Commentary: How Jimmy LaFave gave us the gift of love


The devotion of Jimmy LaFave to his own music — to the songs, thoughts and life of Woody Guthrie and to the creative talents of so many other truthful singers — was celebrated at the Songwriter Rendezvous at the Paramount Theater on Thursday.

Over three hours of music — all chosen by Jimmy — washed in love those of us at the Paramount and taking in live streaming. If you closed your eyes, you would have sworn the spirit of Woody Guthrie was present on stage.

One key person was missing: In recordings and in person, Jimmy always interpreted songs by Bob Dylan better than anyone on this planet. One Dylan song he returned to again and again — which brought us with him in our minds and souls — is Dylan’s “Love Minus Zero/No Limit.” At several of his live concerts in Austin, Jimmy, with good humor, asked me from the stage what this song is about.

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Jimmy knew the answer deep down — but here is the answer Jimmy inspired in me: Dylan has many spectacular love songs. Lots of love-gone-wrong songs. Lots of joyous love-gone-right songs. In concert, Dylan has covered love songs by other artists famous and obscure. Dylan critics acknowledge — and Jimmy knew — that “Love Minus Zero/No Limits” is a powerful love song. But what is it about exactly?

The key is that Dylan in a 1965 concert introduced the song from the stage by title — a rarity for him — saying that it was a sort of fraction. It is. But what is the value of this fraction? The answer lies not in our heads but our hearts.

Dylan says his love speaks like silence. Who among us doesn’t know the wonderful moment in love when words are not necessary, when there is just a peace and connection that transcends the need to talk — a kind of certainty and calm that is itself a form of speaking?

Dylan says his love is true, like ice and like fire. We who have lesser ways with words would say something like her love is rock solid. Paul Simon sings “she loves me like a rock.” But to have love be as cold as cold can be — and as hot as hot can be at the same time — is love transcendent.

Dylan’s loved one also knows that all the conventional trappings of love — such as roses, declarations of true love, and valentines — are not where love truly is. Dylan subverts our expectations by having his love laugh not “at” the flowers but “like” them. We hear the wonderful, rose-petal softness when our true love laughs.

The other verses lay out what people have no inclination or take too little time to think and feel and accept as substitutes for reality, knowing and real love. Snippets out of books. Stolen quotations. Idle conversation. Bus station graffiti. Statues of matchsticks. Macbeth-like skullduggery. The expectations of the daughters of the rich and powerful that their love can be bought for the price of a false image of “a perfect life.”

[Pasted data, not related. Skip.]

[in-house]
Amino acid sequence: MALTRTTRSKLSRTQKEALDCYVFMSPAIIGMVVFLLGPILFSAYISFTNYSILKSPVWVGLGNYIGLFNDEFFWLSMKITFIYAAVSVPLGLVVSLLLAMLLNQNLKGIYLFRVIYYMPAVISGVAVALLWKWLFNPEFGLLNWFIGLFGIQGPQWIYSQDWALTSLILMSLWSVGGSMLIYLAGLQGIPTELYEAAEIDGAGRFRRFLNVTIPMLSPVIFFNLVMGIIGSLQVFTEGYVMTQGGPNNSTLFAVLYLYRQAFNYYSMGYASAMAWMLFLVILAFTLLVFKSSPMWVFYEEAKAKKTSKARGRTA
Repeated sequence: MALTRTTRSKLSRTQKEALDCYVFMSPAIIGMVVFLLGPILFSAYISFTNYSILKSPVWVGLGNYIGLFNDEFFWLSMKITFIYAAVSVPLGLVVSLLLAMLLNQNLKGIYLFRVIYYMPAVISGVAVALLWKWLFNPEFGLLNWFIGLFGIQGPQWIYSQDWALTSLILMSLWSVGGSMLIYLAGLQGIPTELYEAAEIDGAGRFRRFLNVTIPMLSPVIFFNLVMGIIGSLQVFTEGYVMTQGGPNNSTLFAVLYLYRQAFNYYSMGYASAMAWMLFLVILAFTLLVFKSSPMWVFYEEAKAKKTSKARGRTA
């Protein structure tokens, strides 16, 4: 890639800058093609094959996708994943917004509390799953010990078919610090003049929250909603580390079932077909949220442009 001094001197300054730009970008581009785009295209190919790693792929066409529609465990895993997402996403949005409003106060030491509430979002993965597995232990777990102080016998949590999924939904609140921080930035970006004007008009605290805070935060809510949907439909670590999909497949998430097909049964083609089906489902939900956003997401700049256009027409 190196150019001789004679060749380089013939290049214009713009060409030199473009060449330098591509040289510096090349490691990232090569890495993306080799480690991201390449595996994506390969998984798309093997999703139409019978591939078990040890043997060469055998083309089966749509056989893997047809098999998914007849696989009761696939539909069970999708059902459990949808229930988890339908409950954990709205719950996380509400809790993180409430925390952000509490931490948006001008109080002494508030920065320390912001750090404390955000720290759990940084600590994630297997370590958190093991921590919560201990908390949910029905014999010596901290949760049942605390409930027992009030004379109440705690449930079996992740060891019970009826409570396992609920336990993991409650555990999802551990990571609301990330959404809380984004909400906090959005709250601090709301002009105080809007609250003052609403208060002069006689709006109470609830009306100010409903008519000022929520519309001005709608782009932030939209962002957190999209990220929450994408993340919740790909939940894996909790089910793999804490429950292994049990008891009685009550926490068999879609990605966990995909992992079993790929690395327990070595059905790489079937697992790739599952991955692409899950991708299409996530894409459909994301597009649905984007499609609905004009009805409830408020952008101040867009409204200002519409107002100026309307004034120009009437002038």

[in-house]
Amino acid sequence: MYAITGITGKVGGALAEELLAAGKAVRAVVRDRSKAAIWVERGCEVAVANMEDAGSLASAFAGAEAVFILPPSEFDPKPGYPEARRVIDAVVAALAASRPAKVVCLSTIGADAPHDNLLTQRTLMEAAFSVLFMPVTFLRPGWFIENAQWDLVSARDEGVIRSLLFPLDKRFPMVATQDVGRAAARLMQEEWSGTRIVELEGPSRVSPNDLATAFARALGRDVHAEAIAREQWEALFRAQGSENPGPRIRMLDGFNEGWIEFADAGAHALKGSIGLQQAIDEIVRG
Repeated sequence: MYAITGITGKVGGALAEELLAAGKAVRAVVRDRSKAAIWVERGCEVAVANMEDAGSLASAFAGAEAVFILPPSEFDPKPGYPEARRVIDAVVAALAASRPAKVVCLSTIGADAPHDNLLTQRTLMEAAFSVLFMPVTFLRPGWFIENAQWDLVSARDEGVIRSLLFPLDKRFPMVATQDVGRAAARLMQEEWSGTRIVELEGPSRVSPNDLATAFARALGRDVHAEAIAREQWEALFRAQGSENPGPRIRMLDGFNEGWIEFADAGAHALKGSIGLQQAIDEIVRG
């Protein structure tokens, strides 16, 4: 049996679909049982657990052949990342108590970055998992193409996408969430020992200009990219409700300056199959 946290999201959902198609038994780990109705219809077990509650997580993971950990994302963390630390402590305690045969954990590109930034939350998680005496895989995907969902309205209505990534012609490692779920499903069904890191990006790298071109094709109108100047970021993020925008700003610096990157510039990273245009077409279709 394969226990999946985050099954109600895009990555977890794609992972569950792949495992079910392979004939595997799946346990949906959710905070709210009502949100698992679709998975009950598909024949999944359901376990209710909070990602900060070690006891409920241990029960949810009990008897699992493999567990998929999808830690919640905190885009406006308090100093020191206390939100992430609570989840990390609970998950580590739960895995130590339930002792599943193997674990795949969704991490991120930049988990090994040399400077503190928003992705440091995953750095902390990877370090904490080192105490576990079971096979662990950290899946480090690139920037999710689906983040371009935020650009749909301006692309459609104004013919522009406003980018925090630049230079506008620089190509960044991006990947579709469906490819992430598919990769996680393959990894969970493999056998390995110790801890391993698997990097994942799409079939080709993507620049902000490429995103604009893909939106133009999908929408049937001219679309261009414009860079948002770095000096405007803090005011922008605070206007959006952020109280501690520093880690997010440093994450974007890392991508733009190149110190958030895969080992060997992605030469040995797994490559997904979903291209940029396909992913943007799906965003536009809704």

Of course, Dylan doesn’t lecture us and lay out a rational argument; he conjures up images. Dylan knows, as he sings in other songs, that “it’s rough out there.” His closing image — with a nod to Edgar Allan Poe — is of winds and rain storming outside. His loved one is like a raven at his window out in the cold, callous and stupid world. The world has harmed her. She has a broken wing.

The metaphor is simple and stark: He is inside and she is there, outside. The window is a barrier between them. She is waiting to be let in. Or perhaps she is not waiting at all.

Perhaps she can survive out there because of her magnificent strength and stoic understanding. Perhaps she is waiting for him to come out — for him to be courageous enough to abandon his shelter from the storm and step out into what Dylan apostrophizes in the blunt and benumbing closing lines of his “Percy’s Song” as “oh the cruel rain/and the wind.”

What throws us for a real loop is what the denominator of the fraction means. Love minus zero is understandable: love without anything subtracted. Love whole and complete. But divided by no limit — by infinity?

The koan of this part of the title is that true love is indivisible and unsubtractable. It is a whole. It cannot be diminished —and it cannot really be increased. That is only an illusion.

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Yet, what makes it a koan or conundrum is that the equation also implies that indivisible love is also infinitely divisible. True love so transforms and invades us that our every breath and our every action are a giving out of a parcel of love.

We literally give away pieces of it to others — and we never exhaust it. It is there in the kind smile, the thoughtful gesture, the caring act, the help we offer, the knee-jerk anger we suppress, the sacrifices we make, and the beautiful song sung — because love is in us.

I wish that when I had first heard this song and the dozens and dozens of times I have listened to it later, I had taken the time to feel it. This one song tells us some things that are so true that they almost defy conscious thought and reasoning. That is why they need to be sung. And that is why Jimmy sang and sang and sang it, with his own inimitable depth of feeling and his own Guthrie-like desire that our world be more full of love.

Palaima, a regular Viewpoints contributor, teaches courses about music and society at the University of Texas.



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